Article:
Question of the Week • 02-15-12 | Print |  E-mail
Wednesday, 15 February 2012 15:26

 

No Question of the Week this week

 
Adopt-A-Pet • 02-15-12 | Print |  E-mail
Wednesday, 15 February 2012 15:21

 

02152012AAP

 

 
Real Estate Reality • 02-15-12 | Print |  E-mail
Wednesday, 15 February 2012 14:46


BY CARL MEDFORD, CRS
SPECIAL TO THE FORUM


Trash Talkin’ Buyers Try

To Score Lower Prices


Negative dialogue typically hurts negotiations, alienates sellers



Smart house hunters understand that if they appear too eager about a specific property, they may lose negotiating power. Listing agents typically hear comments such as “it’s nice” or “OK.” Increasingly, however, we’re hearing dramatically different dialogue.

Trash talk.

To state the obvious up front, listing agents usually work with sellers to enhance their homes and maximize potential. Some sellers cooperate, ending up with homes sure to impress potential buyers. Others… not so much.

 

In every case, however, we help sellers determine appropriate asking prices based on current condition in relationship to comparable homes in the area. If the home is in great shape and shows well, we ask more. Poor condition… less. Bottom line — pricing reflects current market value for similar homes plus improvements or minus issues.

 

While most buyers seem to understand this, there’s a group that seems to think that they can take perceived issues and subtract the cost of remedies off the price. They believe that the more issues they can point out, the more they can knock off the price. Therefore, they go through homes loudly pointing out issues and making derogatory comments designed to justify their position.

 

I’ve even heard them suggest that they’ll have to replace perfectly good flooring because they don’t like the color, have to remodel the kitchen because it’s not modern enough and so on…thinking that they can take the cost of potential upgrades off the price because the house doesn’t currently “meet their needs or expectations.”

 

 

While I understand the logic behind trash talk, there are some serious flaws with this reasoning:

 

1. Any competent listing agent will have already identified issues with the seller and factored them into the price. In other words, the issues are already subtracted — buyers don’t get to subtract them again.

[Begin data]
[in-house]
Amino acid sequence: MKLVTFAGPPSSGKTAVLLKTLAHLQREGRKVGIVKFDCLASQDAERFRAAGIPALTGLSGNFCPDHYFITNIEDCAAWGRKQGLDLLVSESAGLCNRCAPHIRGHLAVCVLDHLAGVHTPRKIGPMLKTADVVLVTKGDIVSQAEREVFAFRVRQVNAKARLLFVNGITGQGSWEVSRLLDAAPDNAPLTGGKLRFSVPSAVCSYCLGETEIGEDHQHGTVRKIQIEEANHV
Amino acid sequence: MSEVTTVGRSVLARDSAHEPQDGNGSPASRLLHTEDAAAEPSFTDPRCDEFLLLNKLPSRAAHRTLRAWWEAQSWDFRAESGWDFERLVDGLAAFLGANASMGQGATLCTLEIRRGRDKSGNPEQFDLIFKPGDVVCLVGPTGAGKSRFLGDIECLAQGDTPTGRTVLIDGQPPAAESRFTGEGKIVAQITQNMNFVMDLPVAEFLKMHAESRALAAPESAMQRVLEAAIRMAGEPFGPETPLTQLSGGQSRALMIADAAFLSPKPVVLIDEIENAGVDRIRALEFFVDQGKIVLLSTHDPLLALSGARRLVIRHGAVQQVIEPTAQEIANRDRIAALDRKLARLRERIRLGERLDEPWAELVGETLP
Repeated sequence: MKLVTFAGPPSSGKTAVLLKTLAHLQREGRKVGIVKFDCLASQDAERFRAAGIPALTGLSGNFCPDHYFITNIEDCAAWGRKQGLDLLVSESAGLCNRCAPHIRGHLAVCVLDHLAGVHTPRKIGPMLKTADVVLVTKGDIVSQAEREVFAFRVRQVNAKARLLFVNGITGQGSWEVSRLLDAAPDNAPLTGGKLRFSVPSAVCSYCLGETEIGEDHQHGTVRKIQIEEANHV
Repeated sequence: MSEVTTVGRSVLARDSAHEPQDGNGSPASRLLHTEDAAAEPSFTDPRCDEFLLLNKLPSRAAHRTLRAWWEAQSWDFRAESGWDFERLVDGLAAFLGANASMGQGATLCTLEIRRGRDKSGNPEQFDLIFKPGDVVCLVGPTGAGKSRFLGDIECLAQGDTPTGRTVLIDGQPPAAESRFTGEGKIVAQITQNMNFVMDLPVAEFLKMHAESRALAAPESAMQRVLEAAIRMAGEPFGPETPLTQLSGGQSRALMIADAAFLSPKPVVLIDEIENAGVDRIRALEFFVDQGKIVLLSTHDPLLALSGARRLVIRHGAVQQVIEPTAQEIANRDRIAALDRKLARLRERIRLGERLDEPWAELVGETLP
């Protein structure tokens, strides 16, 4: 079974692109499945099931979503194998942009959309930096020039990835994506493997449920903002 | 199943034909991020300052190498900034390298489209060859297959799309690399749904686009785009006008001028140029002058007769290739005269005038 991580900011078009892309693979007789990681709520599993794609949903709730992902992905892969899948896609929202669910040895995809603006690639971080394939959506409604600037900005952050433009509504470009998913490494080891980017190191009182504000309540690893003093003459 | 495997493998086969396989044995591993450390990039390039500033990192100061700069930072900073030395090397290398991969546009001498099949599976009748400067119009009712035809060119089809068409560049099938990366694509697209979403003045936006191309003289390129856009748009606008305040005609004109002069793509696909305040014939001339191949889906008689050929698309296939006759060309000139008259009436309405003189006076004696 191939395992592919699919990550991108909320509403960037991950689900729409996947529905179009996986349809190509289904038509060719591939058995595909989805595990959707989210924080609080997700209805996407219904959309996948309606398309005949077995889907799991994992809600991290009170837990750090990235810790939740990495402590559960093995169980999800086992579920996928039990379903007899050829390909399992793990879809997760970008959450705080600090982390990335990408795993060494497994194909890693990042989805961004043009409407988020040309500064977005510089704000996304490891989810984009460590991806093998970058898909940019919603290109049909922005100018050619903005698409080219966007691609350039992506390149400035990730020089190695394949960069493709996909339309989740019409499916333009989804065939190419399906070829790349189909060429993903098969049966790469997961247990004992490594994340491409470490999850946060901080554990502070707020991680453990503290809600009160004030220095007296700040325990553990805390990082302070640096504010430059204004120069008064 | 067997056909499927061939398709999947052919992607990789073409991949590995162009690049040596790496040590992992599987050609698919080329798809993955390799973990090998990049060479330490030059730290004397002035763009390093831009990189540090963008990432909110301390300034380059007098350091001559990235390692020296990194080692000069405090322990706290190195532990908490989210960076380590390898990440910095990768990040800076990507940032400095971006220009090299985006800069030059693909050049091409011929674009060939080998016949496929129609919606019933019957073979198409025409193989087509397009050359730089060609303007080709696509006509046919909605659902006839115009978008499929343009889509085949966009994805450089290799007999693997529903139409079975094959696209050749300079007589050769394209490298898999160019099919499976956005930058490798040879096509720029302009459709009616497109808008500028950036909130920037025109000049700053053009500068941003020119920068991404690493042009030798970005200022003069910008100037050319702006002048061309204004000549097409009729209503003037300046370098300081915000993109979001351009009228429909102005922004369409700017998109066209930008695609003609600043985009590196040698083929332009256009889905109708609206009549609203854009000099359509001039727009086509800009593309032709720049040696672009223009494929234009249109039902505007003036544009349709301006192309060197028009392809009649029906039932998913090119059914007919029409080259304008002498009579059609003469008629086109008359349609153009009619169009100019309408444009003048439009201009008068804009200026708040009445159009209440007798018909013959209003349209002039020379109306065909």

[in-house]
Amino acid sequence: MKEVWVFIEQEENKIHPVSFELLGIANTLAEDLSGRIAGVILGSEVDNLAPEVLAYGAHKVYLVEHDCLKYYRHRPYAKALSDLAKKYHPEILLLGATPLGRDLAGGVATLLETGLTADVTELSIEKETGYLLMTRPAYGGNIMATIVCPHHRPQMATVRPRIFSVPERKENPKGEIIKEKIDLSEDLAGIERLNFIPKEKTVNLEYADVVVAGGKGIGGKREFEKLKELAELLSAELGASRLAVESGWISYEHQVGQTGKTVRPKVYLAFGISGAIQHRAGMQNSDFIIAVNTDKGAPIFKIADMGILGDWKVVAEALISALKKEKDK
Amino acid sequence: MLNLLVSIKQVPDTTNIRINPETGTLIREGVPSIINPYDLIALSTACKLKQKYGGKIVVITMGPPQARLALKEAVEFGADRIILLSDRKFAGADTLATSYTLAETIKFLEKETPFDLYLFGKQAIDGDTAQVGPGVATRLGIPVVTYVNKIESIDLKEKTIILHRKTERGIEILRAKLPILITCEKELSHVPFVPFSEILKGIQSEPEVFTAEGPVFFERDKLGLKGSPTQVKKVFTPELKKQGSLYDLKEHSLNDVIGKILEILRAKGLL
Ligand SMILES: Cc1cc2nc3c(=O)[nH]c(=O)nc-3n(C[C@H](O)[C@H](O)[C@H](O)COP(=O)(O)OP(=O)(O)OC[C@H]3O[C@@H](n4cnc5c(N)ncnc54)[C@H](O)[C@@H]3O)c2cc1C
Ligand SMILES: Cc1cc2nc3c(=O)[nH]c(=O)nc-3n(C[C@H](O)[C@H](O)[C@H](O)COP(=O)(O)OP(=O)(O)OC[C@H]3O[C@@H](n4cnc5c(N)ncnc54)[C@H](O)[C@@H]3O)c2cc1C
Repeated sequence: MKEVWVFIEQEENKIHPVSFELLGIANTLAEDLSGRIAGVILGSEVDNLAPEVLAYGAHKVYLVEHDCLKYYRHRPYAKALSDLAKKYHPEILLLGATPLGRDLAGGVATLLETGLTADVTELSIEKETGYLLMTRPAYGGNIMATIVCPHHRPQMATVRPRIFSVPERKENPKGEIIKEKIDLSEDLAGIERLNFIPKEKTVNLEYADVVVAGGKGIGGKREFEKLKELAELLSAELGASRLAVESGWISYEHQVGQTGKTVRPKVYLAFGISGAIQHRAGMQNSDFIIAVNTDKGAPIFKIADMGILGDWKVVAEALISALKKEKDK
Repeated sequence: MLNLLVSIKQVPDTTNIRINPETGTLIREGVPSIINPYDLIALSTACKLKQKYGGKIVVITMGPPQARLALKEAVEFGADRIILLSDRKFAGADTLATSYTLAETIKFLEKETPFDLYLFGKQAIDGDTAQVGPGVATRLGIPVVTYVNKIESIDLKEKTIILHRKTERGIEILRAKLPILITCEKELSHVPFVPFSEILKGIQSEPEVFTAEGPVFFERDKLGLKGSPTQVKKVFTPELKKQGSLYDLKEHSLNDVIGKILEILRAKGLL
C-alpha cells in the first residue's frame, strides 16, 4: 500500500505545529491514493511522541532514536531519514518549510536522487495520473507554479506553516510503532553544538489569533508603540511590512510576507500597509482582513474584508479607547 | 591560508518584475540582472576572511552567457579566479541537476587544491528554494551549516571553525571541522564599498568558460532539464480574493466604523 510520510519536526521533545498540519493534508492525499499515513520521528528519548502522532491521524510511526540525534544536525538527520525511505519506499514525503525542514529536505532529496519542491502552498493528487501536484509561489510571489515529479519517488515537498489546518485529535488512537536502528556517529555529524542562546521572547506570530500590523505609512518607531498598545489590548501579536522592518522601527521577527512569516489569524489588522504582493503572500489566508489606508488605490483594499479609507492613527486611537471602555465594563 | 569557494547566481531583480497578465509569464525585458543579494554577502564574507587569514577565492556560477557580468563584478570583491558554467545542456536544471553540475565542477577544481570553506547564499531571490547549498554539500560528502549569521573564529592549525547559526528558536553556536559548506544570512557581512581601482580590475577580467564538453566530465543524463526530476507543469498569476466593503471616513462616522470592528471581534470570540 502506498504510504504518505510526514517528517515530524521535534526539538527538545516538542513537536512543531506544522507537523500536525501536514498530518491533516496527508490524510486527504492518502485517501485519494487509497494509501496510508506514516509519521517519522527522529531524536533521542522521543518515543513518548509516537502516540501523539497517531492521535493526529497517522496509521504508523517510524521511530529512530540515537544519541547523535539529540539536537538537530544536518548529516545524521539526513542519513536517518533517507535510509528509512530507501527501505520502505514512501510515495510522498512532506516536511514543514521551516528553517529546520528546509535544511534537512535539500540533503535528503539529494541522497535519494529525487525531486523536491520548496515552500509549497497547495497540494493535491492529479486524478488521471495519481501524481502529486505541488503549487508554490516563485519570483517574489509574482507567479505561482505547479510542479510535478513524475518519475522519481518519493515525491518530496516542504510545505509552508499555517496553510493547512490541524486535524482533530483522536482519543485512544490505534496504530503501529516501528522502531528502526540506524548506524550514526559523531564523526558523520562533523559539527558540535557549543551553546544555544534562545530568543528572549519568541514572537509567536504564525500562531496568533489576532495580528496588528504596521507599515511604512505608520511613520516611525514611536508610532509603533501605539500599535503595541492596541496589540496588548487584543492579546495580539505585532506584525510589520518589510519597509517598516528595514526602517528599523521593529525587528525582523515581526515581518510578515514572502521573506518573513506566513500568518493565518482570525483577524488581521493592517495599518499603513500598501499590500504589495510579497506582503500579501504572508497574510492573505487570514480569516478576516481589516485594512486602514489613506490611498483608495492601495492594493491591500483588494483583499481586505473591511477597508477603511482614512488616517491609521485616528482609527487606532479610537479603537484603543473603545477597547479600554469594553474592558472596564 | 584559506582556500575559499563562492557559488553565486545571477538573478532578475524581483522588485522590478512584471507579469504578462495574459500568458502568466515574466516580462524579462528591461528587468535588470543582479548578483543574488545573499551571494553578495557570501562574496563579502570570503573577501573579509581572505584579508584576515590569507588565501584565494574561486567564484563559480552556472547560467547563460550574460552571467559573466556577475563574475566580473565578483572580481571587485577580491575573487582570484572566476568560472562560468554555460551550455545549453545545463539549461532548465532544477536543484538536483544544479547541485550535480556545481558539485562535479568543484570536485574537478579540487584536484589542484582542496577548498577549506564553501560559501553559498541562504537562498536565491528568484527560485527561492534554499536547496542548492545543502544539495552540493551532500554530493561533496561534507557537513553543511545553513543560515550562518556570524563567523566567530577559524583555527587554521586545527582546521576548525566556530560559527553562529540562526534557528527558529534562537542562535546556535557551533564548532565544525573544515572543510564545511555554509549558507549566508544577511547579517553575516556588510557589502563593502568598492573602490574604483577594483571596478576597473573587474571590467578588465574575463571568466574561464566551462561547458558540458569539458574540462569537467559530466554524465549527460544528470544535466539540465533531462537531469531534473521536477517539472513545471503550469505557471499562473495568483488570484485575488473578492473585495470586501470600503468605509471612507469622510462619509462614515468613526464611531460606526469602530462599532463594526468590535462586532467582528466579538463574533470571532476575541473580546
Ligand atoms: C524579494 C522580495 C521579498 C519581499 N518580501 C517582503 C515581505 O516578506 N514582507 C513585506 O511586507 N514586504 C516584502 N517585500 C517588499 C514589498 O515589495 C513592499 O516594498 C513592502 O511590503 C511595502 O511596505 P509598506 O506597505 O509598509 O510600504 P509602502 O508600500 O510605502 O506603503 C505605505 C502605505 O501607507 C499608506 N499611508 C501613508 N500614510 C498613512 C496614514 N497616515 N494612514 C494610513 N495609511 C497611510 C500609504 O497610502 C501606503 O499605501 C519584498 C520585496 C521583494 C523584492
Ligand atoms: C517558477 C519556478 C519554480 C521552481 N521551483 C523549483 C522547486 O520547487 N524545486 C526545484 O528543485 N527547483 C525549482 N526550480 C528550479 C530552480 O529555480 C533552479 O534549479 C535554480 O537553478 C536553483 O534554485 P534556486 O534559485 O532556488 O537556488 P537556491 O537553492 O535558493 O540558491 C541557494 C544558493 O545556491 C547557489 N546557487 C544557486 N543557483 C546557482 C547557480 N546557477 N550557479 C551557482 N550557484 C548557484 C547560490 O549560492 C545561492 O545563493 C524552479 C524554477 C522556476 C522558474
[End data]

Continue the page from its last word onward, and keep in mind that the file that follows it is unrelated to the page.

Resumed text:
2. This tactic usually alienates sellers and listing agents. Not wise. Ticked-off sellers are usually less willing to cooperate and will often dig in their heels when dealing with unrealistic buyers.

 

3. When negotiating, sugar always works better than vinegar — you’ll get a lot further with positive win-win negotiating than with negative tactics.

 

The underlying premise is that if a buyer can point out enough issues, they can lowball their offer and score. Problem is, just like baseball, you have to get on base to score and, in reality, trash talkin’ buyers usually strike out every time.

 

 

Carl Medford is a licensed Realtor with Prudential California Realty in Castro Valley and a licensed general contractor. This article is sponsored by the Central County Marketing Association at www.ccmgtoday.com


 
Spotlight on Castro Valley Adult and Career Education: Healthcare Profession | Print |  E-mail
Wednesday, 15 February 2012 14:40


By Paula Evans
SPECIAL TO THE FORUM


Is a career in healthcare still on your radar screen? Are you interested in working in an environment where providing quality patient care is a priority?

Do you want to be employed in a professional occupation with strong projected growth and sustainability? If you answered “yes” to these questions, then you are on the right track with medical career training programs offered through Castro Valley Adult and Career Education.

 

Let’s look at two of their comprehensive courses:

Administrative medical assistant students learn to update and file patients’ medical records, fill out insurance forms, and arrange for hospital admissions and laboratory services.

 

They also train in tasks less specific to medical settings, such as answering telephones, greeting patients, handling correspondence, scheduling appointments, and handling billing and bookkeeping.

 

This 17-week course is aligned with the Clinical Medical Assistant course, and when registered together as a package, students receive a 10% discount. The Administrative Medical Assistant program is Wednesdays, 8:30 a.m. to 12:30 p.m., March 14-July 18.

 

In the Clinical Medical Assistant program, students develop the skills in a variety of duties that include taking medical histories and recording vital signs, explaining treatment procedures to patients, preparing patients for examinations, and assisting physicians during examinations.